Eastern Gartersnake
 
This snake has adapted to live in a wide variety of habitats. They are common in marshes, fields, along streams, in wood lots, ravines, and open areas in cities and towns. One of the reasons for its success is that it eats a wide variety of foods. These includes worms, frogs, toads, tadpoles, fish, meadow voles, salamanders, and young birds.

The garter snake is an important link in the food chain. It provides food for many larger birds and mammals including hawks, skunks, larger snakes, and raccoons.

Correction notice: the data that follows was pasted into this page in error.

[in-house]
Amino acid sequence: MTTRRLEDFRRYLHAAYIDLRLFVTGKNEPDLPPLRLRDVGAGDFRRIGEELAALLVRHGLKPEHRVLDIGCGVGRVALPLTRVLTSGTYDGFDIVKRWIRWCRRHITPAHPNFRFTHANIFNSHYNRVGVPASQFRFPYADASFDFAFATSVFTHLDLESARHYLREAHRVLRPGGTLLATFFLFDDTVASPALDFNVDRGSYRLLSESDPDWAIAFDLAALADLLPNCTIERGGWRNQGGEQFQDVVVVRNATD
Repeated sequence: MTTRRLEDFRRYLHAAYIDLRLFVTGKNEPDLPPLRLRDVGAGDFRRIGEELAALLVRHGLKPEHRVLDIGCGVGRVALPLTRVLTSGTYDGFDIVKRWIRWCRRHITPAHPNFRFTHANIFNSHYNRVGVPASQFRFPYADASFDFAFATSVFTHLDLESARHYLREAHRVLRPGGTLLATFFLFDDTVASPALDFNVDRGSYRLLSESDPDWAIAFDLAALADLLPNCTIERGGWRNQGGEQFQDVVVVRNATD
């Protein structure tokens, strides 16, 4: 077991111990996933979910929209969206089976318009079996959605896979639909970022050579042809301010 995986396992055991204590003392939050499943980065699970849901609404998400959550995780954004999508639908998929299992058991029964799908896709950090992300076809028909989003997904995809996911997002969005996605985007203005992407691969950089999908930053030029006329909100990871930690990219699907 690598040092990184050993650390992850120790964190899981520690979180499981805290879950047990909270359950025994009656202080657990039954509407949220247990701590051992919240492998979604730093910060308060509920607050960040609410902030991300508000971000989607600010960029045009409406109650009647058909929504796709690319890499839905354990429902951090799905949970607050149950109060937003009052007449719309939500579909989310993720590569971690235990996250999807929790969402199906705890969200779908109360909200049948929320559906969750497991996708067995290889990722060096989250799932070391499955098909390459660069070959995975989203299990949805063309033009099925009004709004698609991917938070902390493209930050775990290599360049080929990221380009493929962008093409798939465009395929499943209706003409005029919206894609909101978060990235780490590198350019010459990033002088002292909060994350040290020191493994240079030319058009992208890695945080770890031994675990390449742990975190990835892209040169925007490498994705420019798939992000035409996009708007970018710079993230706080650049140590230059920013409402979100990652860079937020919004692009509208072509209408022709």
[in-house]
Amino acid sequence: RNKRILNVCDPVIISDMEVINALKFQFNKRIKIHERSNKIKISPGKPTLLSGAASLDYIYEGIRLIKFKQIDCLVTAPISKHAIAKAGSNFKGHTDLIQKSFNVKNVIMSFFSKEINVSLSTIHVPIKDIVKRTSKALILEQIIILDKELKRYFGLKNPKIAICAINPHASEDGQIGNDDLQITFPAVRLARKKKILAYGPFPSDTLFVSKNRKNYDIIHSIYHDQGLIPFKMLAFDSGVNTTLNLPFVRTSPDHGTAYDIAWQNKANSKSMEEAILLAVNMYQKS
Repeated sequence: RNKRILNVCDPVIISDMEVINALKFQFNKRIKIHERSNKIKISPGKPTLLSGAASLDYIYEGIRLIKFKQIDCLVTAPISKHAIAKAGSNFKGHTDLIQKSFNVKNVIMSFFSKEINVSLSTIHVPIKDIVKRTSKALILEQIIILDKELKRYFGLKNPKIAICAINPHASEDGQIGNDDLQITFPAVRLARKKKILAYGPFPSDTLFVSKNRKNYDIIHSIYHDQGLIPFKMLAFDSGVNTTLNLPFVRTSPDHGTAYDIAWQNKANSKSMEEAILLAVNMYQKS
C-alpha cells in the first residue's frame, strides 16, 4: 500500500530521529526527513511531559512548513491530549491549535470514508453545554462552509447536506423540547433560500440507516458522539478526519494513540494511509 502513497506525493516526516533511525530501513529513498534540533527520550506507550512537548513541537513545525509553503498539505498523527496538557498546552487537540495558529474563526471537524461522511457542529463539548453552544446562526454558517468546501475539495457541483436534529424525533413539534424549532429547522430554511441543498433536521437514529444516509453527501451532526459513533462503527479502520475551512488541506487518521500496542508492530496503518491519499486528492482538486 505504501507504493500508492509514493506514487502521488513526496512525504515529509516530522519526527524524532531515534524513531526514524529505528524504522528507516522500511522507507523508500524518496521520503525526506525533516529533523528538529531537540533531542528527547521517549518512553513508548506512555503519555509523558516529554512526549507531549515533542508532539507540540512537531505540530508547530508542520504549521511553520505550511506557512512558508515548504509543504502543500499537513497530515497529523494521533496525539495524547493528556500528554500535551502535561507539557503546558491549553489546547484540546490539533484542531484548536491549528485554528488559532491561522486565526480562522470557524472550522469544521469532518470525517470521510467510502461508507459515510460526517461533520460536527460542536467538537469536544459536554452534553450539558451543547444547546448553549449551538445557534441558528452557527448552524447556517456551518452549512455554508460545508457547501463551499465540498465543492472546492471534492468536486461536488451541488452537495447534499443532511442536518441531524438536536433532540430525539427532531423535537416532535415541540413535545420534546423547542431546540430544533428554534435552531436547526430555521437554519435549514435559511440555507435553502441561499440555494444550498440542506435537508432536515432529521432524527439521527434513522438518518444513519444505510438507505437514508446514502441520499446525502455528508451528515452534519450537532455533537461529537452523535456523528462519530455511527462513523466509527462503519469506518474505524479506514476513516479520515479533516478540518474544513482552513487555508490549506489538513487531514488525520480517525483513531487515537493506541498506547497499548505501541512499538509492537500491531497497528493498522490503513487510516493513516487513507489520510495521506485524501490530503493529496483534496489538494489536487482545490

These snakes can be active throughout the day and night, but usually hunt at dawn and dusk. In winter garter snakes hibernate under wooden stumps or rocks. They also use old burrows of animals like the woodchuck and meadow vole to escape the winter cold. They move from their warm-weather habitats to the winter hibernating location in early October. During this movement many snakes are killed while trying to cross roads.

 

 

 

 

 

Length 18- 26 in